]. We also observed as much as a 30% decrease in the piscine corneal thicknesses when exposed to air. We minimized the variations from corneal hydration by submerging all our samples under either BSS sterile irrigation solution or Optisol corneal storage media during the experiment. Furthermore, since all the samples are ex vivo, the epithelium and endothelium layers degrade continuously which reduces their ability to maintain corneal hydration. Secondly, there is an inherent sample to sample variation. This can be differences in age, sex, size, and healthy of the sample. Finally, the accuracy of the RI measurement is also affected by the sample thickness where a thinner sample tends to have lower accuracy. Thus the epithelium generally has lower accuracy than the stroma.

For future study, it will be interesting to perform in vivo characterization of cornea because there may be morphological and pathological differences between ex vivo and in vivo tissues. In order to study in vivo tissues, several challenges have to be addressed. First, the MPM imaging speed will need to be increased to avoid motion artifacts from subject movements. This requires the implementation of faster scanning methods. Second, as the imaging speed is increased, the image quality will ultimately be limited by the signal to noise ratio. To increase the signal level, the laser power can be increased while keeping it below the safety limit. Alternatively, a laser with a shorter pulse-width can be used to excite TPEF and SHG signals more efficiently.

6. Conclusion

A combined MPM and OCT system is used to image and characterize murine, piscine, human, porcine, and bovine corneas. The five layers of cornea, which are the epithelium, Bowman’s layer, stroma, Descemet’s membrane, and endothelium, can be distinguished respectively by the high resolution MPM imaging with the TPEF and SHG contrasts from the cells and collagen fibers. The Bowman’s layer is observed in the human, porcine, and bovine corneas but not in the murine and piscine corneas. The stroma also shows significantly different collagen structures among the five species. With the co-registered MPM and OCT imaging, the RI and thickness of the two major layers of cornea, the epithelium and stroma, are quantified for the five species. While the overall RI of the entire corneal thickness is similar, the respective RI of the epithelium and stroma vary greatly among the species. Furthermore, the RI of the epithelium is found to be higher than the stroma in all the five species. With the multimodal imaging, a comprehensive analysis of the cornea with both morphological structures and quantitative parameters can be obtained.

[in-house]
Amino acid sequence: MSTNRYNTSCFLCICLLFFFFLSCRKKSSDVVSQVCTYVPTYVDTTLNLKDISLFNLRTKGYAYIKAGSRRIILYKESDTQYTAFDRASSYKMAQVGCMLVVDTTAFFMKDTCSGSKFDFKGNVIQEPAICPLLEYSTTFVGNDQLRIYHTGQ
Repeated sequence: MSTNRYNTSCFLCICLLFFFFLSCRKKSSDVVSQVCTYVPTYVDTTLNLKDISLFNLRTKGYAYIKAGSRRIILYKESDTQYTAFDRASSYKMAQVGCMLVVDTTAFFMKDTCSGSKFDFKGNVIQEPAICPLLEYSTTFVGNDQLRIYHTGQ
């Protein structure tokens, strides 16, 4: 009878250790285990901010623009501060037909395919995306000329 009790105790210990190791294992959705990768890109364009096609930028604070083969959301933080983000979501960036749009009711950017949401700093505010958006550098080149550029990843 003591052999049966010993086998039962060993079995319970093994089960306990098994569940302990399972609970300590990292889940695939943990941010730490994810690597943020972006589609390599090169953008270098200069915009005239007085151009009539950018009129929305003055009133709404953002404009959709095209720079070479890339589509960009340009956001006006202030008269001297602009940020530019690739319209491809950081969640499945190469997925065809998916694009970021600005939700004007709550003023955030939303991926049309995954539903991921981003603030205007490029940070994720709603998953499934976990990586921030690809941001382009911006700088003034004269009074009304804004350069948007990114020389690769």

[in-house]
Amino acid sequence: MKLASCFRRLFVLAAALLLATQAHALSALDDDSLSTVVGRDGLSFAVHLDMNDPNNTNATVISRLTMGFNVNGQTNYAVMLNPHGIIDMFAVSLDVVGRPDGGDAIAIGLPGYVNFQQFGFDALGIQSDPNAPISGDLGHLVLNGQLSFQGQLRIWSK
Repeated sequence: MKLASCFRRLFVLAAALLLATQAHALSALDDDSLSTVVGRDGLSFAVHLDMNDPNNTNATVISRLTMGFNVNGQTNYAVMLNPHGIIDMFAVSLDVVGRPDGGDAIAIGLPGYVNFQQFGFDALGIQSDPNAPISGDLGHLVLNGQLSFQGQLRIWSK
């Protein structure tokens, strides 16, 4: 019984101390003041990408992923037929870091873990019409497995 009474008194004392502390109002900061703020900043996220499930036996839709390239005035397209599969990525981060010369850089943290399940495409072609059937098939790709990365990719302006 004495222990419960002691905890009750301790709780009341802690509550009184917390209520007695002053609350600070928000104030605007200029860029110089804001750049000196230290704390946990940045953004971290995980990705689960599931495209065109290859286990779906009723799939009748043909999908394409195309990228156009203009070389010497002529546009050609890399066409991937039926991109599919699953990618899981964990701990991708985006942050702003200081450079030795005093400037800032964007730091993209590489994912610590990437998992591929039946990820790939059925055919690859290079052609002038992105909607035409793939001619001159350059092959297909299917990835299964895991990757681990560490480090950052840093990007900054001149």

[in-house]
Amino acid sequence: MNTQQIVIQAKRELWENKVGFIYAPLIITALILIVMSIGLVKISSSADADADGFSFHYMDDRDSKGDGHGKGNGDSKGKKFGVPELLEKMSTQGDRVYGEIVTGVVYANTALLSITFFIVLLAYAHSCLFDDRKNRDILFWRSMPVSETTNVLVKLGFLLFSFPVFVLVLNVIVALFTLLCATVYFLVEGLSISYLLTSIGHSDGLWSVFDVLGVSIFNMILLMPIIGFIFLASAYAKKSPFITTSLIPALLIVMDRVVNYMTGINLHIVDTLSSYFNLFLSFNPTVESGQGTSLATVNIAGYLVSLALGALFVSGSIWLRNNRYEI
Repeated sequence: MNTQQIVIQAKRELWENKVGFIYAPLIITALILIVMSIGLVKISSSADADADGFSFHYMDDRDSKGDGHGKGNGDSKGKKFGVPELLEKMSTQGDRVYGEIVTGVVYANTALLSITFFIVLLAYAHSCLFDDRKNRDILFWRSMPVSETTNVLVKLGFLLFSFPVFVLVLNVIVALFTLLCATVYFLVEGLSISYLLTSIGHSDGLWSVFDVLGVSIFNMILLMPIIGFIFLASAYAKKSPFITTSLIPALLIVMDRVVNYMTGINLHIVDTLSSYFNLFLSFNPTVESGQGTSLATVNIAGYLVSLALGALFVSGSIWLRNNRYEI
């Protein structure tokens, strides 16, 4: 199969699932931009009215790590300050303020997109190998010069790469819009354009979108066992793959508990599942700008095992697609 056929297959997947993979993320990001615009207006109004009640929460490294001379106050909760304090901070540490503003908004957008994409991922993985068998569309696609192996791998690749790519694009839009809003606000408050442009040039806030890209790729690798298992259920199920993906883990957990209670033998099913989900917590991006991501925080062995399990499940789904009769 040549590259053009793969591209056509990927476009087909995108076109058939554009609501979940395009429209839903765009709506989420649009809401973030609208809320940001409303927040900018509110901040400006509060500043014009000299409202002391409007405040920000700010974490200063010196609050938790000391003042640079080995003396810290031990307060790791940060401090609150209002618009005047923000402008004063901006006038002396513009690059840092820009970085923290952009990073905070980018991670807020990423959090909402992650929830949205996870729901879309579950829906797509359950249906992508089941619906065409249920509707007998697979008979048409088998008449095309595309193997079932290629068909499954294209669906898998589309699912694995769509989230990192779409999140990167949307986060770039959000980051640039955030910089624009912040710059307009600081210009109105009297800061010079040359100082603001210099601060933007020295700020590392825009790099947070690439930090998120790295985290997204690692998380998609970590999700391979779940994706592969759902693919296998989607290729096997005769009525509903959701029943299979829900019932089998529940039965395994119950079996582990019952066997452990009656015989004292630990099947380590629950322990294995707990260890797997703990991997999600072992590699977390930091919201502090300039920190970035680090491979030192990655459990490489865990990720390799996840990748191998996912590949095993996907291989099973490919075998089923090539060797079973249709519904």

Acknowledgments

This work is supported by the British Columbia Innovation Council and the BCFRST Foundation of Canada. We would also like to thank our collaborator at the BC Cancer Agency, Wei Zhang, for providing the murine eyeballs and Christopher Frketich from the Vancouver General Hospital Eye Bank for providing the human corneas.

References and links

1.

D. W. DelMonte and T. Kim, “Anatomy and physiology of the cornea,” J. Cataract Refract. Surg. 37(3), 588–598 (2011). [CrossRef] [PubMed]

2.

R. F. Guthoff, A. Zhivov, and O. Stachs, “In vivo confocal microscopy, an inner vision of the cornea - a major review,” Clin. Experiment. Ophthalmol. 37(1), 100–117 (2009). [CrossRef] [PubMed]

3.

M. D. Merindano, J. Costa, M. Canals, J. M. Potau, and D. Ruano, “A comparative study of Bowman’s layer in some mammals: relationships with other constituent corneal structures,” Eur. J. Anat. 6(3), 133–139 (2002).

4.

K. M. Meek and A. J. Quantock, “The use of x-ray scattering techniques to determine corneal ultrastructure,” Prog. Retin. Eye Res. 20(1), 95–137 (2001). [CrossRef] [PubMed]

5.

Y. L. Kim, J. T. Walsh Jr, T. K. Goldstick, and M. R. Glucksberg, “Variation of corneal refractive index with hydration,” Phys. Med. Biol. 49(5), 859–868 (2004). [CrossRef] [PubMed]

6.

F. Aptel, N. Olivier, A. Deniset-Besseau, J. M. Legeais, K. Plamann, M. C. Schanne-Klein, and E. Beaurepaire, “Multimodal nonlinear imaging of the human cornea,” Invest. Ophthalmol. Vis. Sci. 51(5), 2459–2465 (2010). [CrossRef] [PubMed]

7.

B. R. Masters, “Correlation of histology and linear and nonlinear microscopy of the living human cornea,” J. Biophotonics 2(3), 127–139 (2009). [CrossRef] [PubMed]

8.

N. Efron, I. Perez-Gomez, H. A. Mutalib, and J. Hollingsworth, “Confocal microscopy of the normal human cornea,” Cont. Lens Anterior Eye 24(1), 16–24 (2001). [CrossRef] [PubMed]

9.

W. R. Zipfel, R. M. Williams, and W. W. Webb, “Nonlinear magic: multiphoton microscopy in the biosciences,” Nat. Biotechnol. 21(11), 1369–1377 (2003). [CrossRef] [PubMed]

10.

S. Tang, Y. Zhou, K. K. H. Chan, and T. Lai, “Multiscale multimodal imaging with multiphoton microscopy and optical coherence tomography,” Opt. Lett. 36(24), 4800–4802 (2011). [CrossRef] [PubMed]

11.

Y. Zhou, K. K. H. Chan, T. Lai, and S. Tang, “Characterizing refractive index and thickness of biological tissues using combined multiphoton microscopy and optical coherence tomography,” Biomed. Opt. Express 4(1), 38–50 (2013). [CrossRef] [PubMed]

12.

R. LaComb, O. Nadiarnykh, S. S. Townsend, and P. J. Campagnola, “Phase matching considerations in second harmonic generation from tissues: effects on emission directionality, conversion efficiency and observed morphology,” Opt. Commun. 281(7), 1823–1832 (2008). [CrossRef] [PubMed]

13.

R. M. Williams, W. R. Zipfel, and W. W. Webb, “Interpreting second-harmonic generation images of collagen I fibrils,” Biophys. J. 88(2), 1377–1386 (2005). [CrossRef] [PubMed]